Everything can be contained in something like a plastic lunch box. If needed, a frame could be constructed inside this to support the equipment.
We can make a harness to wrap round the lunch box, and we can attach that to the balloon and parachute lines. If it's strong enough, we can just attach the lines to holes in the box.
It consists of four 1/8“ ply sheets, two of which are half size in length. On the side that is four sheets thick, there is a hole to attach the payload.
On the other side, a bolt is passed through both sides to hinge a servo horn in the middle. I have used a few washers to space it out. In a hole about half way along the servo horn (it can be trimmed if you wish!) I have passed a piano wire pin through both sides of the ply to lock this servo horn in place. The line for the balloon can then be attached to the servo horn, and the pin can be pulled out by a servo to release it. The servo is just glued to the top and secured with a cable tie.
The parachute line will be permanently attached to the payload.
The balloon line will be a loop. One end of the loop is permanently attached to the payload. This will then pass through a loop attached to the balloon (so they are loose), and the other end will be connected to the balloon release (so it can be released!). The balloon release is then permanently attached to the payload.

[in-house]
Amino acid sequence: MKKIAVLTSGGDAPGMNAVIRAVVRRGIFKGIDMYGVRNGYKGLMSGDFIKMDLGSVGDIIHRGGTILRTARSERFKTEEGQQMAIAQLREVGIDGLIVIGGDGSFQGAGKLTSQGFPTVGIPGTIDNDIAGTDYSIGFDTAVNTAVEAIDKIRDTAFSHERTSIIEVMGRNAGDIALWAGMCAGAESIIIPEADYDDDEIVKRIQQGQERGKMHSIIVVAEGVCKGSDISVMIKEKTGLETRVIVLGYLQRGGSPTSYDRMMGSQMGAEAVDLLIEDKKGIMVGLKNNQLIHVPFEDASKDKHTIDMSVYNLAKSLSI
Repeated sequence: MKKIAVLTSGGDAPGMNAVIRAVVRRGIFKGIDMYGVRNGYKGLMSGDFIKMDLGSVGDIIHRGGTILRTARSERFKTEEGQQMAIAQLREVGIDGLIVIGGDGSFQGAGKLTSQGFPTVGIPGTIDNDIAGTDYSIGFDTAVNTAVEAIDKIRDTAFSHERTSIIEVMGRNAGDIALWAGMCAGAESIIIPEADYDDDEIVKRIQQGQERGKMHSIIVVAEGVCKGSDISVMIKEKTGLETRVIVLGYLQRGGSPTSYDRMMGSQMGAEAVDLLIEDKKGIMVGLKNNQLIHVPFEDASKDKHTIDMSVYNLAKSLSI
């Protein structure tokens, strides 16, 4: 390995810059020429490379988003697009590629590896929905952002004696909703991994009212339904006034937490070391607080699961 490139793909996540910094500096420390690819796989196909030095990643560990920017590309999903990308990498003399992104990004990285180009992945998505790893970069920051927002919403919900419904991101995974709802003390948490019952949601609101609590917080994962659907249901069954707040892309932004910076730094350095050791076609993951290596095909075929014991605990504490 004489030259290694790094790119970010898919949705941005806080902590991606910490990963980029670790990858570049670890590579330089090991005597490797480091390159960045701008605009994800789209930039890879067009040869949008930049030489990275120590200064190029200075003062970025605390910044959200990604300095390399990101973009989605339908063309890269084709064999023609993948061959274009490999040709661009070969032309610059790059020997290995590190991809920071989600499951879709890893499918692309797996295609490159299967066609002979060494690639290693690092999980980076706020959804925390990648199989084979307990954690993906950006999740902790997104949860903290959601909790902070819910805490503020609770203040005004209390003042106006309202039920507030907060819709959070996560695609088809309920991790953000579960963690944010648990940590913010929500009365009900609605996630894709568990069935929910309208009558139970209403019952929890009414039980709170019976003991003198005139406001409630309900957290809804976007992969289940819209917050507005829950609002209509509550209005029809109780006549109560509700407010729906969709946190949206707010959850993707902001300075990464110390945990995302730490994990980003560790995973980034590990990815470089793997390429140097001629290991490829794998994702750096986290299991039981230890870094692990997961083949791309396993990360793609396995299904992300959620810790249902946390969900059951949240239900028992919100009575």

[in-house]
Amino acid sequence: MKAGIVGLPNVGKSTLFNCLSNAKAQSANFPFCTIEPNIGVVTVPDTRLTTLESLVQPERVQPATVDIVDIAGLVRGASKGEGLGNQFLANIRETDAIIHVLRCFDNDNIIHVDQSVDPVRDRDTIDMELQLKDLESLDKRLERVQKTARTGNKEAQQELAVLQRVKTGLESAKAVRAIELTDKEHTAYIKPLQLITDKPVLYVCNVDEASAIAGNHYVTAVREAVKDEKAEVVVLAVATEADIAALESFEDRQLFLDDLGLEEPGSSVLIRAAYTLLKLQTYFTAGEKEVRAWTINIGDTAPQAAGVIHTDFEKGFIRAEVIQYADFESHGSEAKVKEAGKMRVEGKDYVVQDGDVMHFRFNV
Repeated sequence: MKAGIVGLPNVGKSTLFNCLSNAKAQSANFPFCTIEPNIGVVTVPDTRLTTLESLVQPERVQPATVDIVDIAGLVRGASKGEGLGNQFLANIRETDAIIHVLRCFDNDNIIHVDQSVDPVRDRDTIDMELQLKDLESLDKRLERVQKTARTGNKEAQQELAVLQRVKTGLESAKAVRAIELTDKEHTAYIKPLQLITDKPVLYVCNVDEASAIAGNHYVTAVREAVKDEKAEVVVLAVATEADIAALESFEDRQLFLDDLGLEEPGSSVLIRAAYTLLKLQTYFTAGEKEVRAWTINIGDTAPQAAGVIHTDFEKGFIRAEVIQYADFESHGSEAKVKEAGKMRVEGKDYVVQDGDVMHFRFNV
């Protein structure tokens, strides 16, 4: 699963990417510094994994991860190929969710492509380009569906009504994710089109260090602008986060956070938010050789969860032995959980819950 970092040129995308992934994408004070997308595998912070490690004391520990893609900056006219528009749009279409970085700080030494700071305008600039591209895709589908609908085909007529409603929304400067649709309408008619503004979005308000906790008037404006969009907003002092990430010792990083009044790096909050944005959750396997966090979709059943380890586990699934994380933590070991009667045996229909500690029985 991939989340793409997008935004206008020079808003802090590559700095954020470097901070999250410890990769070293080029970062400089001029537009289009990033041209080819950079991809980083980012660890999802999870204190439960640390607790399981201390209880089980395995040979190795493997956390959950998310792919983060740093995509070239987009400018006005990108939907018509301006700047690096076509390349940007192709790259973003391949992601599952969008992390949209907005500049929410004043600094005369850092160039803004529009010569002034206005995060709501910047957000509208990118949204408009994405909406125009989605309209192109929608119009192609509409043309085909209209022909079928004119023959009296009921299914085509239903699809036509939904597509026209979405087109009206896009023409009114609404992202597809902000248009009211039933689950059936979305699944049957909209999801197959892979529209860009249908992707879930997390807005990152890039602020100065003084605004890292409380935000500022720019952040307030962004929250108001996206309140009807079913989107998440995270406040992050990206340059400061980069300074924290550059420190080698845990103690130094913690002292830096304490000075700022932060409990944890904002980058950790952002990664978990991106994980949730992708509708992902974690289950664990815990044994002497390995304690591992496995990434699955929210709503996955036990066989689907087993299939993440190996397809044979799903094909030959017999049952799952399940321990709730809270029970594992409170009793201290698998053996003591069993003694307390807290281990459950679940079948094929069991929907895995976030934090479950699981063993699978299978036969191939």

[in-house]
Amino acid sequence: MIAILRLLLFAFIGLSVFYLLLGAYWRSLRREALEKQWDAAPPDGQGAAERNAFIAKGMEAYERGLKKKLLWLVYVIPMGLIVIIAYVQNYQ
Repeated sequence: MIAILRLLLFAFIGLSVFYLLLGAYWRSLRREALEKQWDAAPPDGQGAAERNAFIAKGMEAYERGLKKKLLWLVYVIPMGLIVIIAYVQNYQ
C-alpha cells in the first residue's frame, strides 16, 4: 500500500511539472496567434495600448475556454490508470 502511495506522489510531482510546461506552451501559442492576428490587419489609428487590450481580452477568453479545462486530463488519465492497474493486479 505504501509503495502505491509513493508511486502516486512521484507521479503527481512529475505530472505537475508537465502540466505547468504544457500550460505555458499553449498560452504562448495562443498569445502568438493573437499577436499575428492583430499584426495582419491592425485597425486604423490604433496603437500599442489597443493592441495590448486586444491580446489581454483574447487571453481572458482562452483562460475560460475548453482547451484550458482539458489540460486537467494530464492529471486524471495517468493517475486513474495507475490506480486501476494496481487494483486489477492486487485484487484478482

The parachute can be supported by something held up on the permamently attached side of the balloon line loop by a knot. The other side of the balloon line loop can pass through the parachute next to this weight.
If the balloon bursts, the weight will pull the balloon line clear of the parachute, and the parachute will activate. If we cut down (release the balloon release), the payload will pull this end of the loop out of the loop on the balloon, and the weight will pull the line clear of the parachute, and the parachute will activate.